Chapter 58217155

See chapter in newspaper

Chapter NumberII
Chapter Title
Chapter Urlhttp://nla.gov.au/nla.news-article58217155
Full Date1876-12-23
Page Number2
Corrections0
Word Count1676
IllustratedN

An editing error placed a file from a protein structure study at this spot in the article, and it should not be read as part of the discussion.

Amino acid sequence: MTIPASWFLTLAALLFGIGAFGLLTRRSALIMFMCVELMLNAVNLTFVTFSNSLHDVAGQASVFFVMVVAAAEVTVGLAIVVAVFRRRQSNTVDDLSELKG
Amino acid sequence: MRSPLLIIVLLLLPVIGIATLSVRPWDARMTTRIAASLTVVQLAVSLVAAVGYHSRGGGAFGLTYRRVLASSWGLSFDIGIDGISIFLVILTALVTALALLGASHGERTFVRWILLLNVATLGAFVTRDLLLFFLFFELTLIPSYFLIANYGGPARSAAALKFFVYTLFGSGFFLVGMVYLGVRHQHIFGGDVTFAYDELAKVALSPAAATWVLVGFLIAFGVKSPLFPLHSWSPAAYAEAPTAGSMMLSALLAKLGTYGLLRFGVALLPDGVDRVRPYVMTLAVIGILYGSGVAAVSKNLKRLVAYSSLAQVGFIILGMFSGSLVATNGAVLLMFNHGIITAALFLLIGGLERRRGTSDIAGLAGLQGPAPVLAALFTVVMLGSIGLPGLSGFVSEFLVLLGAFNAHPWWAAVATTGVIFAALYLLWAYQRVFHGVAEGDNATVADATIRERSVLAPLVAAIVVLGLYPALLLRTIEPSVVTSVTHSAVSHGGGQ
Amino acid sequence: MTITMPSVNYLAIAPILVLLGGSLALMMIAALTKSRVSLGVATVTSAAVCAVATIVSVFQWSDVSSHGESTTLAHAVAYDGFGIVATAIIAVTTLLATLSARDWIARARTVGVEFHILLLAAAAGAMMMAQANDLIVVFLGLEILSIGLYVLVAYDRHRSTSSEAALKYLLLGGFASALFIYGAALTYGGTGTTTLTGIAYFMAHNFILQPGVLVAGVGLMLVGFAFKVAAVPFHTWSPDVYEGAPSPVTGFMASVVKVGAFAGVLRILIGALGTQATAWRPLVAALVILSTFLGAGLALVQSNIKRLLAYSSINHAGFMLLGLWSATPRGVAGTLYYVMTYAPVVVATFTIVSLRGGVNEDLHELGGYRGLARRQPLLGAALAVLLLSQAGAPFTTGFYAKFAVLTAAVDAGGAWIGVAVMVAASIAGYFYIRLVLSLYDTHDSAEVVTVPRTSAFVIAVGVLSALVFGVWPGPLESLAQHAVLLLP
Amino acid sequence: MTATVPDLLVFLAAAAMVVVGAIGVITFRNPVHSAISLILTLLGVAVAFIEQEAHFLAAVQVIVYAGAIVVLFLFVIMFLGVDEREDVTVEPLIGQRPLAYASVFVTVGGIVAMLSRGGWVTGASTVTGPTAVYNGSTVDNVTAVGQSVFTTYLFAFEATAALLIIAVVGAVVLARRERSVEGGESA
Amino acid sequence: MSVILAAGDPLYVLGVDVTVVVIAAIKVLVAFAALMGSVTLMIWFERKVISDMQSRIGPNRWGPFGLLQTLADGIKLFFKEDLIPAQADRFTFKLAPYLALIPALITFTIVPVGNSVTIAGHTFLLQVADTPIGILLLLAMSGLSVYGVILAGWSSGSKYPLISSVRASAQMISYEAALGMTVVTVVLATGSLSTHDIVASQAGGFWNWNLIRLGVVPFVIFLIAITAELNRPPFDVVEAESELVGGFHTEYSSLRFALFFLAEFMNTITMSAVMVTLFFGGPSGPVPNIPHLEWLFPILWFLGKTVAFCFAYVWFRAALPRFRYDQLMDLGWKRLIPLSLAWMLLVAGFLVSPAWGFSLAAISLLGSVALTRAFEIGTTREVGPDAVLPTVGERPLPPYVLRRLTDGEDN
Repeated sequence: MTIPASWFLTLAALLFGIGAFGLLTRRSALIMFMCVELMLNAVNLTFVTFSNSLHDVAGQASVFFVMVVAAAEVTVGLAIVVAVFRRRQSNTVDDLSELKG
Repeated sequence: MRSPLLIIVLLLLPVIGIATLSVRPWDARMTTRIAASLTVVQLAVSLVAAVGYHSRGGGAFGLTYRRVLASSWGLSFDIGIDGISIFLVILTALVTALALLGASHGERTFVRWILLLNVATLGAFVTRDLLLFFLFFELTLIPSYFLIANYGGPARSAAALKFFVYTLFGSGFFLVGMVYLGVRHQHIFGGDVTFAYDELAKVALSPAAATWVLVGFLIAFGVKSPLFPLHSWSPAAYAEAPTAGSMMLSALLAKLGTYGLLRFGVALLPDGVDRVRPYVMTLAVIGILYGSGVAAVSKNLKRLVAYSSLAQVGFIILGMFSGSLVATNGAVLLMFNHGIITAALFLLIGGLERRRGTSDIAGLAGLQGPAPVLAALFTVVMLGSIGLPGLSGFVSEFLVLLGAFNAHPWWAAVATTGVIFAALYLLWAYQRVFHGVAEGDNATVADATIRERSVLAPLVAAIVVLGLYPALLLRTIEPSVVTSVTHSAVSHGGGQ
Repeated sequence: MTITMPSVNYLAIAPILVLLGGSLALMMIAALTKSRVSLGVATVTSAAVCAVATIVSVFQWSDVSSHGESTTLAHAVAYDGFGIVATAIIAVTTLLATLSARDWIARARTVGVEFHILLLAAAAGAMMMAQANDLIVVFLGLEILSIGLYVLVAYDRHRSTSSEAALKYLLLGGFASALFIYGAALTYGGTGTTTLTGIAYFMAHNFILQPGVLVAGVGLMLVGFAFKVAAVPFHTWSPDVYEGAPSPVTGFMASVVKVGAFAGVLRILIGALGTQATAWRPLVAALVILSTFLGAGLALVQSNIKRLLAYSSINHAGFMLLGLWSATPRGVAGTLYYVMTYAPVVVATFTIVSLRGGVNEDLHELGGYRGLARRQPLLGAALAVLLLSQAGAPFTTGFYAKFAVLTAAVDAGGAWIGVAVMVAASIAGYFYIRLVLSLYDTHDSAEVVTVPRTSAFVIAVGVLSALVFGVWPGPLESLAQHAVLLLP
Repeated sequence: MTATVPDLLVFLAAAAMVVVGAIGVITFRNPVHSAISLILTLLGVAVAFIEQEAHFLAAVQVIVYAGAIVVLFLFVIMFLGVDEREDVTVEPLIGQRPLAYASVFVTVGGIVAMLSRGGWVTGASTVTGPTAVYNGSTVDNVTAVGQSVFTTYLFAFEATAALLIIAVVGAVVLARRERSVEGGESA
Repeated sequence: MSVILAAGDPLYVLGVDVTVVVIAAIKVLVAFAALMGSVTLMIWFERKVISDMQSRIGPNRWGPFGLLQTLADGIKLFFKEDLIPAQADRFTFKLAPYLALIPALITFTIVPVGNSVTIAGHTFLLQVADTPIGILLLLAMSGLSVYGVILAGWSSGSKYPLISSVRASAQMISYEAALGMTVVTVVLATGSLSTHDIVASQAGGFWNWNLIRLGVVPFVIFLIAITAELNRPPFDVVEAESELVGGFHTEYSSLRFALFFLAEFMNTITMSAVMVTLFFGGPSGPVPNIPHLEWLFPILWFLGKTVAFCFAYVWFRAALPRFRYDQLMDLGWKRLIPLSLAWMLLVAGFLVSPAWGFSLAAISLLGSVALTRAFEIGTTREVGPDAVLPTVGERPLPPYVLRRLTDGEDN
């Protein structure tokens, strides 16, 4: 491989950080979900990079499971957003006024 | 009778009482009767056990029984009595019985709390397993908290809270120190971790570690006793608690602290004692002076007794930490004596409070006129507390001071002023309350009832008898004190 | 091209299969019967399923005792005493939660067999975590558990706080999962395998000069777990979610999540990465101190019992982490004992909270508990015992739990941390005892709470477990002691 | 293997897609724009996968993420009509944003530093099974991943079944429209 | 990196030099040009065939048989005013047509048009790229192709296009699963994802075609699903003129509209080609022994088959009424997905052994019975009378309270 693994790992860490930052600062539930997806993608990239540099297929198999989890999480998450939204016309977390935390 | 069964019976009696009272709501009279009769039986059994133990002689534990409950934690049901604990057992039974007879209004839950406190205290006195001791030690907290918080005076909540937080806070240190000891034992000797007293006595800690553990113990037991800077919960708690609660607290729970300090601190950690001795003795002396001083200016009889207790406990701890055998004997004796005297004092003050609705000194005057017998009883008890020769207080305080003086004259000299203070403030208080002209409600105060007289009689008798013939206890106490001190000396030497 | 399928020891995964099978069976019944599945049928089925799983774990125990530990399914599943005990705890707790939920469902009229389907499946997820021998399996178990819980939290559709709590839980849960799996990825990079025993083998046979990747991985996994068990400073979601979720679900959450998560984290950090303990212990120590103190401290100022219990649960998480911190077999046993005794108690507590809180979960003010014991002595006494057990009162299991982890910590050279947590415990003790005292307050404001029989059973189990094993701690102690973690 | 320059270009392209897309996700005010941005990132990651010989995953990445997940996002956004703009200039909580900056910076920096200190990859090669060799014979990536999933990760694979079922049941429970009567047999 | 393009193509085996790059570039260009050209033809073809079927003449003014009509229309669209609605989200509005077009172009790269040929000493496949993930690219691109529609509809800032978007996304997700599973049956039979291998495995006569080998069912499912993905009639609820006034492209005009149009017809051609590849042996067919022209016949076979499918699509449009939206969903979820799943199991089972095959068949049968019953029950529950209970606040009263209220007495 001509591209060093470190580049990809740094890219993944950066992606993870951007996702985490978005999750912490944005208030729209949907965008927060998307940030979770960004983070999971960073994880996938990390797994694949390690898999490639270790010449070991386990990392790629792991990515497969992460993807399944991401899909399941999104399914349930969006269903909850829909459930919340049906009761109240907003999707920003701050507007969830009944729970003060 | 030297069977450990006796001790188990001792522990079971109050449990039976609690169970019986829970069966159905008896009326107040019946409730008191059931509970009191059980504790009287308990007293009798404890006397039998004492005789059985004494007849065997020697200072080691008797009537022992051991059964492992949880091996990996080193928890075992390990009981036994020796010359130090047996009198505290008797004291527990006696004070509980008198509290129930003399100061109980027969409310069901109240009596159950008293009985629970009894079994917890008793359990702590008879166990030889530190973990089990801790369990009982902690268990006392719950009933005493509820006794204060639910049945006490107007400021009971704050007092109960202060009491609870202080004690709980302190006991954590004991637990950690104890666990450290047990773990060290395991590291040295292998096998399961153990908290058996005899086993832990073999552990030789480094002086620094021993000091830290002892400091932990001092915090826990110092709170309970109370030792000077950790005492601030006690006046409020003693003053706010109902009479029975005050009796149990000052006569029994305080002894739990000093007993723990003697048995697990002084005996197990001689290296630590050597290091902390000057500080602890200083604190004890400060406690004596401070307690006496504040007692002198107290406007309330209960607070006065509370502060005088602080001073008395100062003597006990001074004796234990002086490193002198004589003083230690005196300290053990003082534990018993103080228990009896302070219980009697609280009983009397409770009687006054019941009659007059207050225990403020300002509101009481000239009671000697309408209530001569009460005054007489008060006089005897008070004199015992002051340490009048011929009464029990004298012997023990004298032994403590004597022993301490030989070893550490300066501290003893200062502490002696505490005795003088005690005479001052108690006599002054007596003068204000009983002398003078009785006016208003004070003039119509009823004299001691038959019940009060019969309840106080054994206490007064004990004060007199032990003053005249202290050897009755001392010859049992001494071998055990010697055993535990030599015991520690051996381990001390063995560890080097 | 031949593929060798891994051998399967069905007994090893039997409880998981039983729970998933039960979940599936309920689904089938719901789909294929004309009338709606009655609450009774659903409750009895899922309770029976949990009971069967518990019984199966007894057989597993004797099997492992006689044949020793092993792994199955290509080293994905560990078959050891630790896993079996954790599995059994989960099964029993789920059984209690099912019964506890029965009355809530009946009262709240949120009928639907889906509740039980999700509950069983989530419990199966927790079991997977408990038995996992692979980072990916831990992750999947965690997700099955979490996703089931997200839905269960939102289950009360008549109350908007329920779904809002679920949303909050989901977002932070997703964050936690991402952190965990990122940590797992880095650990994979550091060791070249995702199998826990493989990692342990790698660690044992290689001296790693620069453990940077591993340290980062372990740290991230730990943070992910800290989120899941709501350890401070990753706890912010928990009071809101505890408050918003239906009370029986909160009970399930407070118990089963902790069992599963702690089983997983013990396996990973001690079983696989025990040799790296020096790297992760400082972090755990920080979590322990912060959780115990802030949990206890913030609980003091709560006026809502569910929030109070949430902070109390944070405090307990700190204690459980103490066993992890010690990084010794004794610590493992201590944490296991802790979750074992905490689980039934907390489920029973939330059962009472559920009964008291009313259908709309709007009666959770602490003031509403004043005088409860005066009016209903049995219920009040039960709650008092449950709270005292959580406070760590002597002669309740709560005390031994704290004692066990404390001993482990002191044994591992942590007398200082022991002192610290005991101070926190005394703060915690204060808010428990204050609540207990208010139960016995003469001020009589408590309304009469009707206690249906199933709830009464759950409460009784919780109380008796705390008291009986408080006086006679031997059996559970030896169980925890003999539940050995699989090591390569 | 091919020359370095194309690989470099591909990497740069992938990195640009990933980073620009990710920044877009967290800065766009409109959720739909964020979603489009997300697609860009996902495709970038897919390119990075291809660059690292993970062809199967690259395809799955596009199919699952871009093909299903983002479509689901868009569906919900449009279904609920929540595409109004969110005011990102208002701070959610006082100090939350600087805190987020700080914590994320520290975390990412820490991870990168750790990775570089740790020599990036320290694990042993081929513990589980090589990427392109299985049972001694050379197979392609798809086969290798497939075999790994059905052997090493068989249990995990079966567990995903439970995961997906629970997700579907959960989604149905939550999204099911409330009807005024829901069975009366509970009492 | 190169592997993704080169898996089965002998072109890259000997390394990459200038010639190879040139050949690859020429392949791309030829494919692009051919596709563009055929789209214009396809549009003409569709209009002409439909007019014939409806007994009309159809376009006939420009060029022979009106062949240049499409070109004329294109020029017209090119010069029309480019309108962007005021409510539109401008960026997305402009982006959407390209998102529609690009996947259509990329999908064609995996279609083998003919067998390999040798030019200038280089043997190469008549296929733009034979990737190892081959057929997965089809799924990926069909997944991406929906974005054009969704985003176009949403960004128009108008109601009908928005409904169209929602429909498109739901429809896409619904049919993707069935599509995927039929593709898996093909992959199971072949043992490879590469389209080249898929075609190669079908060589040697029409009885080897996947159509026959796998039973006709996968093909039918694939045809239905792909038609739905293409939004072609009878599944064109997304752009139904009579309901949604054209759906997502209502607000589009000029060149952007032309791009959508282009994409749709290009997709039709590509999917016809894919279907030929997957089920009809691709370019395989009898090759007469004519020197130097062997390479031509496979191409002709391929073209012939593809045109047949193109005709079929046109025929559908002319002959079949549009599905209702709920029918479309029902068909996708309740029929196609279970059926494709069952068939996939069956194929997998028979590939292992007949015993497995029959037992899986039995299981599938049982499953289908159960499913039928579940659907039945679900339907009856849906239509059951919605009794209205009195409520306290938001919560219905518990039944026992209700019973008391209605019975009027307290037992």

Last Corrected0000-00-00
Newspaper TitleAlexandra Times
Trove TitleWongawarra
article text

OHIYIKPR' XII 'A 'A w eek , b a d ,ptpuan d .eln co Fi F nd driok ow'drbai l s p.~od guo, abrupty from Mug F hueridg and: thine daye since Mr Beveridgei harit uldv ,d4,w,,Qn avraa, bragingith him ..4iiiufo i ll~letoui % ."wbom:1 hai Britten;